As Told By Rowena

March 2021 marked the 4th year since my father’s passing. The pandemic kept me from traveling to see my sisters and mother in California for the annual death anniversary. It might sound morbid to anyone not familiar with this aspect of Filipino culture, but for us, a death anniversary is a time to remember. In fact, many of us traditionally celebrate birthdays, holidays, and anniversaries with a visit to the gravesite of a loved one.

On my father’s previous death anniversaries, my sisters, mother, niece, nephews, and I would head to the cemetery with a few beers, some whiskey, and a cigarette for the old man. We’d set up lawn chairs and blankets so we could sit around and talk shit about the good and bad times. Someone would arrange his flowers, another would clean his marker—remembering to take the same care of the neighboring markers on either side of him. When the sun got too hot or the kids too cranky, we’d pour a shot on the grass beside him, bid the curmudgeon an adieu, then meet at my sister’s house for food.

You’d think I liked the old man considering the time taken to honor him at his gravesite. Nope. I never really felt comfortable around him. Not even as a child. Once I was able, I moved two states away just so I wouldn’t have to deal with him. So, why bother with his death anniversary? Being able to get together with my family is my guess since I’m one of the most pathetic introverts out there. Growing up, making friends was difficult, so my sisters and mother were my best friends (Insert sappy violin music here). But nothing’s ever really that simple is it?

The fact that my father and I didn’t get along seemed lost on him during his last few years. There were lots of unresolved issues between us, but we were good at ignoring them. Just easier that way. Maybe I really didn’t care to fix what was wrong with our relationship, and for that, I fully accept the blame. But his death left me with so much unexpected grief that I completely broke. It’s infuriating and unfair. 

Forgiveness isn’t in my nature. Just too damn stubborn. Doesn’t matter anyway since he’s dead and I can continue to go on with life ignoring him just the same as when he was alive. What I’ve learned is that grief doesn’t just mean you’re sad for the loss. It also means you’re pissed at how things ended. 


Thank you, Rowena, for this honest post. This is a side of grief that is often unsettling and uncomfortable to talk about. Rowena has talked about this topic with brutal candour.

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16 thoughts on “As Told By Rowena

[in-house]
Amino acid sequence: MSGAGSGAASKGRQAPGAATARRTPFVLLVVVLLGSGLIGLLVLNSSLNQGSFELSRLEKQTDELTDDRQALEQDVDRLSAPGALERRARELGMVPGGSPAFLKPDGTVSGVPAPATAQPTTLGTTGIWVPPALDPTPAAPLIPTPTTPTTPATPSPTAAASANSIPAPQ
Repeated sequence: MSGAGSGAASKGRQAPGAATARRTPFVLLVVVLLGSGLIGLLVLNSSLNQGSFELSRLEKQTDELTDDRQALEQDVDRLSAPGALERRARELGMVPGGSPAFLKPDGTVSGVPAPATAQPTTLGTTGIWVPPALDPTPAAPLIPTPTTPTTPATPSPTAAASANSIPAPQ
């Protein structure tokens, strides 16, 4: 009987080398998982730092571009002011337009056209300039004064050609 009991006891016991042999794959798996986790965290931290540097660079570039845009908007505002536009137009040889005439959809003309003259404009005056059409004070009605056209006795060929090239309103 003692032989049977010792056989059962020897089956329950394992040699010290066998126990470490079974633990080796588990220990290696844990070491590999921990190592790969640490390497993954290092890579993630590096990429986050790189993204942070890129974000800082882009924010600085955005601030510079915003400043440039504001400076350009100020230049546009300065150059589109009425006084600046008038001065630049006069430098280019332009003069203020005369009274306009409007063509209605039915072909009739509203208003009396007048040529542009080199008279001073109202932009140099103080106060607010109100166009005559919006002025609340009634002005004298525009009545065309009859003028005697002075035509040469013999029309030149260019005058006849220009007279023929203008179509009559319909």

1. A very sincere post. I am sorry you did not get to fix things with him before he left. However, you can always forgive yourself and move on. Your funeral culture is not very different from mine, although mine does a one time ceremony where the dead are let ago. After this ceremony, we can start giving away stuff that belonged to them, etc. Anyway, thank you for sharing, makes me want to mend my relationship with someone close so that there are no regrets when the inevitable happens.

  2. Some challenging thoughts here, both personally and cross-culturally.
    May I recommend reading Forgiving What You Can’t Forget by Lysa TerKeurst? Forgiveness, even of one dead, can be significant in one’s life.
    “To forgive is to set a prisoner free and discover that the prisoner was you.” (Lewis B. Smedes, Forgive and Forget: Healing the Hurts We Don’t Deserve)

  3. Grief really is so profoundly complex when its an unavailable parent, we are grieving for all we did not get and all the ways we possibly longed to love and be loved but could not and weren’t. I have heard it said grief is all the love we longed to give or receive and could not.. this really came to mind reading this powerful raw post.

  4. Thank you for this post. It made me think about my relationship with my own father who passed away when I was 25. For years after his death in May of 1989 I felt the depth of loss each year at the anniversary of his death. My family never had a particular ritual around his death which was deepened by the fact that my stepmother his wife died in the same month of May the year earlier in 1988. I held some resentment against my step-mother for a period of time since I confided in her when I was 17 about having a sexual relationship with my boyfriend at the time. She gave me the OK or the green light to continue to pursue that relationship. I later wished I had been more judicious in my choice of boyfriends including that first one. I guess my ritual around the deaths of my father and my stepmother centers around forgiveness for the advice I got and later did not want to honor. It is good to let go of resentments and provide forgiveness for what later seemed to be misinformed information. Perhaps the forgiveness ritual is my way of honoring both the death of my Dad and of my Stepmother. My lengthy history of serious dating from aged 17 to age 39 could have been different. But then again there are no would haves and should haves in my dating history or anyone else’s. There are just the facts — some I like and others I don’t. Forgiveness is key to moving on. Perhaps I can do a better job of that now. Thanks again for your post. I like the idea of a death ritual – like the one you shared in this post. It seems an important part of letting go especially of things that never got settled when the person was alive.

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